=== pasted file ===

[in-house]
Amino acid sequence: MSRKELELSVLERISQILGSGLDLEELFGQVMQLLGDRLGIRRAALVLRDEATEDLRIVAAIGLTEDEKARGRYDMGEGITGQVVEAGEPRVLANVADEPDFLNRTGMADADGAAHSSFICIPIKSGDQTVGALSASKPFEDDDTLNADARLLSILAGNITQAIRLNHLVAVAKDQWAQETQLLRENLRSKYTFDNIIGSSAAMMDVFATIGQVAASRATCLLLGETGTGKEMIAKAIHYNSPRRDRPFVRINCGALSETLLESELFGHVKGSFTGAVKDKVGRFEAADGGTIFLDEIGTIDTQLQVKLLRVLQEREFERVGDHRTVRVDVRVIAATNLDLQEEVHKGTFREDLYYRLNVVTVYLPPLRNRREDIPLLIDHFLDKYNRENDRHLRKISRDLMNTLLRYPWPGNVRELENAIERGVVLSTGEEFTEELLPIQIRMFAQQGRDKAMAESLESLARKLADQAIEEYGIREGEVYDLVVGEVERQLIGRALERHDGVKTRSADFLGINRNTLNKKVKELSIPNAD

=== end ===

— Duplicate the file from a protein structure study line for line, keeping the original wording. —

[in-house]
Amino acid sequence: MSRKELELSVLERISQILGSGLDLEELFGQVMQLLGDRLGIRRAALVLRDEATEDLRIVAAIGLTEDEKARGRYDMGEGITGQVVEAGEPRVLANVADEPDFLNRTGMADADGAAHSSFICIPIKSGDQTVGALSASKPFEDDDTLNADARLLSILAGNITQAIRLNHLVAVAKDQWAQETQLLRENLRSKYTFDNIIGSSAAMMDVFATIGQVAASRATCLLLGETGTGKEMIAKAIHYNSPRRDRPFVRINCGALSETLLESELFGHVKGSFTGAVKDKVGRFEAADGGTIFLDEIGTIDTQLQVKLLRVLQEREFERVGDHRTVRVDVRVIAATNLDLQEEVHKGTFREDLYYRLNVVTVYLPPLRNRREDIPLLIDHFLDKYNRENDRHLRKISRDLMNTLLRYPWPGNVRELENAIERGVVLSTGEEFTEELLPIQIRMFAQQGRDKAMAESLESLARKLADQAIEEYGIREGEVYDLVVGEVERQLIGRALERHDGVKTRSADFLGINRNTLNKKVKELSIPNAD